You know that a midlife crisis really does exist and does happen at age forty. If anyone tells you otherwise, they are lying. As much as I was happy to turn forty and enjoyed a great celebration with family and friends. The big Four 0 hit me like a ton of bricks and I started questioning my life and the purpose. My job was going nowhere and offering me very little. I kept asking myself “What was life for?” Was life really all about getting up at the same time, going to work at the same time and leaving and being home every night? The only passion I had was cooking. Although, I really had no idea how I was going to work in a restaurant or even how I was going to deal with the pressures. The dream bugged like a buzzing in the ears that I could not stop, no matter what I did. At the same time the dream to live in Italy also began to bug and the two combined like a perfect marriage.

So it was that I found myself at the Melbourne airport. Ready to board QF 271 final destination Rome, for the biggest adventure of my life. To live in Italy and study a sous chef course from real Italian chefs and work in a restaurant. The adventure could be the best or worst decision I ever made. Who really knew? All I knew is that I needed to throw myself into the deep end and let the events unfold on their own.

 

“An enjoyable and heartfelt read. Sonia writes in such an honest and humorous style, that you will find yourself cheering her on along her journey.”
 
Lee-Ann Hawe, www.leethewriter.com

Just when I thought

 

This is the second story I wrote when I rediscovered my passion for writing in 2010. I couldn’t believe it when I came across it recently, given the memoir I am currently writing is a similar story. Some things are just meant to be!

 

“La prossima stazione, Bari.” The loud speaker overhead crackles as the train slowly approaches the next station. I look up at my large red backpack sitting neatly on the rack above me, wondering to myself, How am I going to get that down now?  When I boarded at Rome station, a kind young Italian man had lifted it up for me. I turn my head to check the carriage of people once more, but the man is nowhere to be found. “This is the one time I wish I had a man,” I mutter as I press my hands against the armrests, pushing myself up from the seat.

 

I have decided, against the advice of my friend Katia, that I am going to spend a few days in Bari. As I exit the train and waddle down the alleyways to the city centre with my two backpacks, the large one on my back and the smaller one strapped in front of me, I pray that I don’t fall. People rush past, some knocking me without even looking back. I lose my balance a few times, and I’m still not sure how I managed to keep standing and walking.

 

As I approach the city centre and take in the surroundings, I notice quickly that there is nothing appealing about Bari. It’s a frenetic sort of place, with choking peak-hour traffic. People are rushing around as if their life depends on it. The screeching sounds of Vespas driving past is the first noise I hear as I make my way down the busy street to find the tourist information centre. I can barely breathe as the stifling heat hits my face. I feel my skin burning and worry how I am going to look in a country that prides itself on beauty. Katia warned me that the heat in Bari is like nowhere else in Italy. Maybe this wasn’t such a good idea after all, I think to myself. Nevertheless, I decide to continue on and look for a place to stay for the next few nights.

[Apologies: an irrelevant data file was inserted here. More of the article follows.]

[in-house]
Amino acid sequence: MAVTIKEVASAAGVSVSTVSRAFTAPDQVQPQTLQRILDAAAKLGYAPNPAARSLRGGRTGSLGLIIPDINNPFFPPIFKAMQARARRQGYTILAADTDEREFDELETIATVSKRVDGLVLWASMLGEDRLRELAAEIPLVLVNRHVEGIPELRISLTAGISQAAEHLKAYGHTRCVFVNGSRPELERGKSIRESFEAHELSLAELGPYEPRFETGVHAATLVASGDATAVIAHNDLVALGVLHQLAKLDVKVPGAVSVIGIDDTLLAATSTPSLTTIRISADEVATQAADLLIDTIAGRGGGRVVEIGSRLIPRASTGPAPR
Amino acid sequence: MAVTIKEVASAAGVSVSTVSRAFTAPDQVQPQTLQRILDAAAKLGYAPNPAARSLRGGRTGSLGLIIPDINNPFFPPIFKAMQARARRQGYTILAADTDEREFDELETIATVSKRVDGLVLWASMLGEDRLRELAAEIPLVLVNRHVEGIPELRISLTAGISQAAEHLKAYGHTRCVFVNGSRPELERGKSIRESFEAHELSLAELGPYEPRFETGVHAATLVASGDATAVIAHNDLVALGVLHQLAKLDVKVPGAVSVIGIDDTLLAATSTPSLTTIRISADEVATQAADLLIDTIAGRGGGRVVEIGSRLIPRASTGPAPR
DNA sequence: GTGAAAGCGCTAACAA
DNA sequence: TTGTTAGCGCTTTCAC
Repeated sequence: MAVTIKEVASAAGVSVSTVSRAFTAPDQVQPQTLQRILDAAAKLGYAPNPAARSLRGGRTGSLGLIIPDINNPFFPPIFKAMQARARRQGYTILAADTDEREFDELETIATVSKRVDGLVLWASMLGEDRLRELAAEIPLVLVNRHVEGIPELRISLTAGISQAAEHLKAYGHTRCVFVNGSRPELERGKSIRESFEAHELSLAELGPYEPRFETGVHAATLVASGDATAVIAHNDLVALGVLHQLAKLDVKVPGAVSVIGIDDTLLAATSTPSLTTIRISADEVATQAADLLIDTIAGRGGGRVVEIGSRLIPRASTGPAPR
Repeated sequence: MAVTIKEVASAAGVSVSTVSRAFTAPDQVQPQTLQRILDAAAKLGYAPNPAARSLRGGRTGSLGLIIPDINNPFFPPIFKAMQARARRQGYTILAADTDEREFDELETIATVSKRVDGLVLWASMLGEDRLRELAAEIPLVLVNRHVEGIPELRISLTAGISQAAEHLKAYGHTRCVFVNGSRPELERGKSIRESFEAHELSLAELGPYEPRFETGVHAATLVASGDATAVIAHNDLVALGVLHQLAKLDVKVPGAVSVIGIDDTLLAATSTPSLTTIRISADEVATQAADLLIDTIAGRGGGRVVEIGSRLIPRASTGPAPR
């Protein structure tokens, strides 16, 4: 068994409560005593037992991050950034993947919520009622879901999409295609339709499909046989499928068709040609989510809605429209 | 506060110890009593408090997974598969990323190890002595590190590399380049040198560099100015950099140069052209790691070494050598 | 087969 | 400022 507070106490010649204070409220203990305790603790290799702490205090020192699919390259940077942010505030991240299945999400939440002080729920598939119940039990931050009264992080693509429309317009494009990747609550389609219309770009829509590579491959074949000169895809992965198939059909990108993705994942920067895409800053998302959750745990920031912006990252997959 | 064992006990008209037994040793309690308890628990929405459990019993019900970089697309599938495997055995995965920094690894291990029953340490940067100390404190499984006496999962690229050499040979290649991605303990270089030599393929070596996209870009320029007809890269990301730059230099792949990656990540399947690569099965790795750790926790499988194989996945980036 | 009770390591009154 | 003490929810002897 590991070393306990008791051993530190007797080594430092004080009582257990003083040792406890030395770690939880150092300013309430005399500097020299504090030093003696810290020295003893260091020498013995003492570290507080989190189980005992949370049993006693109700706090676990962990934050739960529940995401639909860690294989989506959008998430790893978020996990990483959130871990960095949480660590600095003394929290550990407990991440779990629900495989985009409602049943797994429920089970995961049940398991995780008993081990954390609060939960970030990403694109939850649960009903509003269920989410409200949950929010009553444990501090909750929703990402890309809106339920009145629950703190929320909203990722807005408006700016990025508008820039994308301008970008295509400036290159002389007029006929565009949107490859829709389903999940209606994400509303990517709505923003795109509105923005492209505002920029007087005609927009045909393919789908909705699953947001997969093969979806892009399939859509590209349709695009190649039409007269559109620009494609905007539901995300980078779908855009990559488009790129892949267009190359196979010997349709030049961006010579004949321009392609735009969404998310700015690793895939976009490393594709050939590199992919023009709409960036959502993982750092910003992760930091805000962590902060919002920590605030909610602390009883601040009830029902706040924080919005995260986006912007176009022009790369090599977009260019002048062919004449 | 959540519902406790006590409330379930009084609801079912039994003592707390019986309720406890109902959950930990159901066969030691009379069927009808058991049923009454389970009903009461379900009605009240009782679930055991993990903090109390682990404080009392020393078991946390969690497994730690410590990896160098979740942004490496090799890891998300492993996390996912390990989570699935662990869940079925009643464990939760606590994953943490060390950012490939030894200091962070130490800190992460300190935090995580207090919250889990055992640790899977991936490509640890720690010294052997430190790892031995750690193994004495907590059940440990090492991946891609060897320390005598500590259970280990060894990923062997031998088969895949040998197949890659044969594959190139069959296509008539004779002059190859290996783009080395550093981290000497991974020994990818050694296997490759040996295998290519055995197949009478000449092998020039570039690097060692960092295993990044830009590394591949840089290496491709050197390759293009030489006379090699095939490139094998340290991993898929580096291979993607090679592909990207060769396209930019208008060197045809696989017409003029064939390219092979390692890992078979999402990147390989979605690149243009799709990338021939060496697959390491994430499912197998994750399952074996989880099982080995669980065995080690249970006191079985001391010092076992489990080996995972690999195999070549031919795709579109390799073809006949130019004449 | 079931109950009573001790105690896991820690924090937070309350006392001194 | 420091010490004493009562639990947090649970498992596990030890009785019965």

I have just started the second month of my three-month sabbatical in Italy. After all these years, I have come to Italy to discover myself. For some reason, I feel that I have to travel on a plane for 24 hours and spend thousands of dollars to discover “who I am.” Why I did not think to do this back home is beyond me. But that is me: getting out of my comfort zone. Isn’t that what all those self-help books talk about? If you really want a different life, take the plunge and do something different. Something you have never done before. So here I am, taking all their advice and taking the plunge! Leaving my comfortable life behind for a life of uncertainty; visiting towns that even local Italians do not recommend. Well, why not?

 

The previous twelve months, I had thrown myself into my career, ultimately for naught: it was a blow to my self-esteem to not be awarded the promotion I had so desperately wanted. I was told that I wasn’t ready, that I needed more work experience before I could move up to the next level. I had no idea what that meant, and the experience left me disillusioned. I began to ask myself what I really stand for, who I really am without the job I love.

 

I figured the answer would come whilst travelling. So to the dismay and anguish of my family and work colleagues, I took three months unpaid leave, packed my bags and jumped on the plane to Italy as if the whole world was at my feet and I had nothing left to lose. I start to wonder, as I am making my way through this strange city, why I ever thought this was going to work.

 

I have finally arrived at the pensione  where I will be staying. It’s a derelict building that looks as if it has not been painted in years. I check the card given to me by the lovely lady at the tourist office and compare it to the number on the building. Yes, this is the place, I think to myself, feeling despondent. I hope looks are deceiving and that their rooms are actually livable. Doubt swirling in my head, I shuffle my feet inside, scouring the area trying to find the reception desk.

 

I breathe in a familiar smokey  smell and notice a rotund woman with a cigarette hanging out of her mouth. She is dressed plainly in a black skirt and cream top, her hair loosely tied up in a frizzy bun, looking as if it has not been combed in a long time. She approaches me, making her way behind a desk. I realise that she is the receptionist.

 

“Buona sera Signora, come stai? ” she asks without removing the cigarette or lifting her head to acknowledge my arrival.

 

“Buona Sera, una camera per favore?” With my clumsy Italian, I ask for a single room.

 

“Per una?” She asks, still not lifting her head, moving around as if searching for something underneath the desk.